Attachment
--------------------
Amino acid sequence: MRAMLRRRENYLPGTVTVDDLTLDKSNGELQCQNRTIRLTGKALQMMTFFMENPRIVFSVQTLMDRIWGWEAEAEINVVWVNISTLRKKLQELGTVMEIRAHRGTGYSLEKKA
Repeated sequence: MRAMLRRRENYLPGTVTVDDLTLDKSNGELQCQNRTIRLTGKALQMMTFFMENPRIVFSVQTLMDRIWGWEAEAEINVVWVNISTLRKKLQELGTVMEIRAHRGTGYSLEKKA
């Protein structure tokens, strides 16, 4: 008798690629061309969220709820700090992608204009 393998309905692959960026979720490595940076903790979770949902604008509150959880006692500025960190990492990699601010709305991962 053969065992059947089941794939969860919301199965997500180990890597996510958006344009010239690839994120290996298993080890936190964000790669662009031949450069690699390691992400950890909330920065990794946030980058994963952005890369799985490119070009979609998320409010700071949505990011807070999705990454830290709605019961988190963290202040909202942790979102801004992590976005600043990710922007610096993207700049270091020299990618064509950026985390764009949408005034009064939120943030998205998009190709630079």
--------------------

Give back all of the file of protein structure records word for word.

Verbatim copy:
Amino acid sequence: MRAMLRRRENYLPGTVTVDDLTLDKSNGELQCQNRTIRLTGKALQMMTFFMENPRIVFSVQTLMDRIWGWEAEAEINVVWVNISTLRKKLQELGTVMEIRAHRGTGYSLEKKA
Repeated sequence: MRAMLRRRENYLPGTVTVDDLTLDKSNGELQCQNRTIRLTGKALQMMTFFMENPRIVFSVQTLMDRIWGWEAEAEINVVWVNISTLRKKLQELGTVMEIRAHRGTGYSLEKKA
């Protein structure tokens, strides 16, 4: 008798690629061309969220709820700090992608204009 393998309905692959960026979720490595940076903790979770949902604008509150959880006692500025960190990492990699601010709305991962 053969065992059947089941794939969860919301199965997500180990890597996510958006344009010239690839994120290996298993080890936190964000790669662009031949450069690699390691992400950890909330920065990794946030980058994963952005890369799985490119070009979609998320409010700071949505990011807070999705990454830290709605019961988190963290202040909202942790979102801004992590976005600043990710922007610096993207700049270091020299990618064509950026985390764009949408005034009064939120943030998205998009190709630079």